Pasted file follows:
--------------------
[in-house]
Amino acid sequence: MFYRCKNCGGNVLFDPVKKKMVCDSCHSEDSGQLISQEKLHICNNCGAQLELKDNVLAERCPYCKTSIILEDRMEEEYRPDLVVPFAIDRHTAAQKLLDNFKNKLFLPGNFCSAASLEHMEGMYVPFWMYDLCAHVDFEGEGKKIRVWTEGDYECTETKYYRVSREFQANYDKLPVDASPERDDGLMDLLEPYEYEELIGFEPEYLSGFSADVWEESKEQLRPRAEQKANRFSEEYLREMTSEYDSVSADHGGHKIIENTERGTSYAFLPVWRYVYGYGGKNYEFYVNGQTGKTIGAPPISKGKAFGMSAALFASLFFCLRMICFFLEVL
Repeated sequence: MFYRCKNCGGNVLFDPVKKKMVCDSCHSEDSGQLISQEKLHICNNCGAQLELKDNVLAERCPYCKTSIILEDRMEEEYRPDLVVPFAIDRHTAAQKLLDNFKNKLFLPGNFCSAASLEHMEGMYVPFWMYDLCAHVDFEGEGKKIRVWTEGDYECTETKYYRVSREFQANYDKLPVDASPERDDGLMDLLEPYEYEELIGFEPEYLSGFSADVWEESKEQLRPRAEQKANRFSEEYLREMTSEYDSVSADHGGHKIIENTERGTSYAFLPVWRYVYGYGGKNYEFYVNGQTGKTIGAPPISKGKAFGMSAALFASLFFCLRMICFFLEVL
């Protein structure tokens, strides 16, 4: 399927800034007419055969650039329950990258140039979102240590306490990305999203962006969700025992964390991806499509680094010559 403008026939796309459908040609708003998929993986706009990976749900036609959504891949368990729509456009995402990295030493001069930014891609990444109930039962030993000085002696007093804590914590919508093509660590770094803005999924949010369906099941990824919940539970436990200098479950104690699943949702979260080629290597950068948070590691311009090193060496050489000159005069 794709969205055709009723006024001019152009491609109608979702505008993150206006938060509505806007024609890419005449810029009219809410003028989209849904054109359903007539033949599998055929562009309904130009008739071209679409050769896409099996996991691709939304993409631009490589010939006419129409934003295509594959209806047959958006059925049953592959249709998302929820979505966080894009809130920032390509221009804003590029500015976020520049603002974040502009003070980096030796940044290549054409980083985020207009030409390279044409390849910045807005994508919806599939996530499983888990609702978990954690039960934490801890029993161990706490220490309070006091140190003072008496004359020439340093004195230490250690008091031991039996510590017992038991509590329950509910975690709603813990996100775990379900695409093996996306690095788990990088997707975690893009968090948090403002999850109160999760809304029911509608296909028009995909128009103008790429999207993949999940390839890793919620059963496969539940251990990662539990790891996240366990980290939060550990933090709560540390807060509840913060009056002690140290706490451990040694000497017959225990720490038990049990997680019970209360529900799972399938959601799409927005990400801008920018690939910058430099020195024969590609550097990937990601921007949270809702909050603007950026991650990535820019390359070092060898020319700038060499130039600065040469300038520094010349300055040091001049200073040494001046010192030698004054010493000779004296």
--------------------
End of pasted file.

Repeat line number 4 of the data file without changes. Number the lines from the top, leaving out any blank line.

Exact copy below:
């Protein structure tokens, strides 16, 4: 399927800034007419055969650039329950990258140039979102240590306490990305999203962006969700025992964390991806499509680094010559 403008026939796309459908040609708003998929993986706009990976749900036609959504891949368990729509456009995402990295030493001069930014891609990444109930039962030993000085002696007093804590914590919508093509660590770094803005999924949010369906099941990824919940539970436990200098479950104690699943949702979260080629290597950068948070590691311009090193060496050489000159005069 794709969205055709009723006024001019152009491609109608979702505008993150206006938060509505806007024609890419005449810029009219809410003028989209849904054109359903007539033949599998055929562009309904130009008739071209679409050769896409099996996991691709939304993409631009490589010939006419129409934003295509594959209806047959958006059925049953592959249709998302929820979505966080894009809130920032390509221009804003590029500015976020520049603002974040502009003070980096030796940044290549054409980083985020207009030409390279044409390849910045807005994508919806599939996530499983888990609702978990954690039960934490801890029993161990706490220490309070006091140190003072008496004359020439340093004195230490250690008091031991039996510590017992038991509590329950509910975690709603813990996100775990379900695409093996996306690095788990990088997707975690893009968090948090403002999850109160999760809304029911509608296909028009995909128009103008790429999207993949999940390839890793919620059963496969539940251990990662539990790891996240366990980290939060550990933090709560540390807060509840913060009056002690140290706490451990040694000497017959225990720490038990049990997680019970209360529900799972399938959601799409927005990400801008920018690939910058430099020195024969590609550097990937990601921007949270809702909050603007950026991650990535820019390359070092060898020319700038060499130039600065040469300038520094010349300055040091001049200073040494001046010192030698004054010493000779004296």